But since people have asked for my thoughts on this… Please, if you’re going to nominate The Stone Sky in any form, do so in the Novel category, rather than nominating the whole Broken Earth trilogy for Series. I mean, I can’t stop you from nominating it however you like — but let me point out, if you didn’t know, that The Fifth Season and The Obelisk Gate have both won Hugos already. This is awesome, but in my eyes, it simply wouldn’t be fair for those books to effectively get a second bite at the apple in the Series category. That this possibility exists has always been a potential problem of the category, IMO.

And here’s the thing: I understand that some folks believe I’d have a better chance at scoring a third Hugo in the Series category. I’m super-grateful to those of you who think about stuff like this, but as someone who never expected to get even one Hugo… y’all, I’m okay either way. If TSS doesn’t get nominated or win in the Novel category, and some other deserving work does win, then so be it. TSS is a New York Times and Locus bestseller and the series has been picked up for a TV show; I’m doin’ all right by most other measures. I’m not going to pretend I wouldn’t squee my head off if I won Hugo #3 at any point, but there won’t be any tears in my beer if I lose, either. (If for no other reason than that I don’t drink beer.)

So, hope this helps clarify things!


So, for the handful of you who don’t follow me on social media, I had a little surprise to share the other night!

There’s not much I can say about this, for now. I jokingly answered a few questions on the night of the announcement, but the truth is that I don’t really know enough about what’s happening with this to discuss it. The article’s got all the salient details. And I think it’s important to note that this isn’t a 100% thing, even now. There are still points where this show could fail to happen — it’s unlikely, but possible. I’m discovering that small-screen Hollywood is way, way more convoluted and confusing than the book industry! But there are good people — fans of the book! — really committed to making this happen, so let’s all cross our fingers. And in the meantime —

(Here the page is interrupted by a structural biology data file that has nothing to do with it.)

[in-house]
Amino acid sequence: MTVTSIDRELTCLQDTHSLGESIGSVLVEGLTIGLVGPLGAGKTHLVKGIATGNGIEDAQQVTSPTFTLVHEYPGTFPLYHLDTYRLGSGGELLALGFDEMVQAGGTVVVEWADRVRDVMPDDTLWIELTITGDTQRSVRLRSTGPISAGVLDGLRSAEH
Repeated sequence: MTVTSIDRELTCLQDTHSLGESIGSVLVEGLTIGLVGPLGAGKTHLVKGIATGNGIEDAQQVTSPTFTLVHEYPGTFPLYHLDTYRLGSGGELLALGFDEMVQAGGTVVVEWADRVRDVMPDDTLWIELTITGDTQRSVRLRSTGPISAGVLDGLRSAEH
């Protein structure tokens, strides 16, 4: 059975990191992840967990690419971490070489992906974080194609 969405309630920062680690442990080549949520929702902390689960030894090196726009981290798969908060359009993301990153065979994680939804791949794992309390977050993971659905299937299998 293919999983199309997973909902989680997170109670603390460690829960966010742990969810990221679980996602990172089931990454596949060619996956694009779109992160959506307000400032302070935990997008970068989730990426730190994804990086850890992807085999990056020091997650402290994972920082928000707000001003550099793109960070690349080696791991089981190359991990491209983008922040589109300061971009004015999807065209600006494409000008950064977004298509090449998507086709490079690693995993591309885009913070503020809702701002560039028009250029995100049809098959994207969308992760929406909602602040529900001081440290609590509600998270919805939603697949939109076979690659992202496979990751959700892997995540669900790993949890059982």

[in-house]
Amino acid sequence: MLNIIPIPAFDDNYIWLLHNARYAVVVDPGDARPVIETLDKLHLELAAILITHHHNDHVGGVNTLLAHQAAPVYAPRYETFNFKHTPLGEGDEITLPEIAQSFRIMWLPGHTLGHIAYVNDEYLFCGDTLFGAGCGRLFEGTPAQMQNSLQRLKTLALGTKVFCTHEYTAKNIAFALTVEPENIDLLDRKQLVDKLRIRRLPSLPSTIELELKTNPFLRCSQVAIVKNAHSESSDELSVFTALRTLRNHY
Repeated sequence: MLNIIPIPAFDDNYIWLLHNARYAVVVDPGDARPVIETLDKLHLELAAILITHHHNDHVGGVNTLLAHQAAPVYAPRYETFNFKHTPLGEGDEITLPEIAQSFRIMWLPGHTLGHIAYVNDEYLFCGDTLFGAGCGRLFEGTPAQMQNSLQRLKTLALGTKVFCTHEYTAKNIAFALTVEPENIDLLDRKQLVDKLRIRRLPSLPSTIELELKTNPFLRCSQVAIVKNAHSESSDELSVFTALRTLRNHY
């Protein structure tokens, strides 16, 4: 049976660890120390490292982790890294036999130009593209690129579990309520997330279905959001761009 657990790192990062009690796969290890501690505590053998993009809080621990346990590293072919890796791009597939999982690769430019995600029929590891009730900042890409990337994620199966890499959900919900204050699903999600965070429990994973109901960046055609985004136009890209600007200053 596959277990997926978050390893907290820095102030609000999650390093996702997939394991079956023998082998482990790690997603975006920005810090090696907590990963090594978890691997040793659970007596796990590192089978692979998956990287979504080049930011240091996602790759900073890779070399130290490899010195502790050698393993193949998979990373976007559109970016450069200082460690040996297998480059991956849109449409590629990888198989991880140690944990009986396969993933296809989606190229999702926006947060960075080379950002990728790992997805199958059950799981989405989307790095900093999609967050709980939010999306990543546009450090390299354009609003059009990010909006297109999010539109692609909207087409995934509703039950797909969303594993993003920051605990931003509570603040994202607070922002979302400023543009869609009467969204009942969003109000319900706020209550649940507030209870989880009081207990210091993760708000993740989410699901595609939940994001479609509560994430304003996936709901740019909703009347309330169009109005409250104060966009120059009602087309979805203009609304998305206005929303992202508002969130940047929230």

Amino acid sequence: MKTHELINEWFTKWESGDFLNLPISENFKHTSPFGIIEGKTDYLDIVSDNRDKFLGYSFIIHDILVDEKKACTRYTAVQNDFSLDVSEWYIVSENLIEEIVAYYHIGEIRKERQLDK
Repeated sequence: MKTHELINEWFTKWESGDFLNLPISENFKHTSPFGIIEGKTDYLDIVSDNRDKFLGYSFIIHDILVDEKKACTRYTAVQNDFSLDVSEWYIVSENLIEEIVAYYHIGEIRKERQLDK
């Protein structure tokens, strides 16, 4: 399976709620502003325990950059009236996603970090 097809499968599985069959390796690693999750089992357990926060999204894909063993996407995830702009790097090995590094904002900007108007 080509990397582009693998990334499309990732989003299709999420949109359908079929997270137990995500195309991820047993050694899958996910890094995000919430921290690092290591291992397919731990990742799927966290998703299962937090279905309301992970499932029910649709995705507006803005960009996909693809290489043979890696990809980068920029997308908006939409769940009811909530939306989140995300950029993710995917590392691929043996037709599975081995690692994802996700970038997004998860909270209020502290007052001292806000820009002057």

gif of people squeeing, with caption EVERYBODY SQUEE

Withdrawing from the Dragon Awards

So, amid the furor of preparing for a book launch, I’ve had to divert time to another matter.

I found out belatedly that The Obelisk Gate had been nominated for the Dragon Awards, basically when I started to hear murmurs that the awards were especially problematic this year. I went to go see what the problem was… and lo and behold, there was my book. No one had notified me I was on the ballot. Apparently not many people affiliated with DragonCon even know the awards exist, or that voting is currently open. So basically I found out by complete chance.

Now, I’ve worked for cons and even started one from scratch (the late, lamented Shoujocon); I know how easy it is for miscommunications, poorly-thought-out processes, or simple mistakes to happen. I was on last year’s Dragon Awards ballot too, and similar problems occurred then. Since I took at face value the DA administrators’ insistence that they were trying to create a fair, open, “people’s choice” award process, I just chalked the problems up to growing pains, took it as an honor, and moved on. To put it bluntly, I was busy and didn’t think about it much.

This year is different. It turns out that no voting stats for last year’s awards were ever published. I reached out to the awards administrators about this and was told there’s actually no intention of ever publishing a 2016 awards breakdown. There’s been a lot of criticism of the DragonCon awards process so I won’t rehash most of it; check out File 770 or Reddit if you want more on that. Suffice it to say that the Dragon Awards voting process no longer seems fair or transparent to me, in actual practice.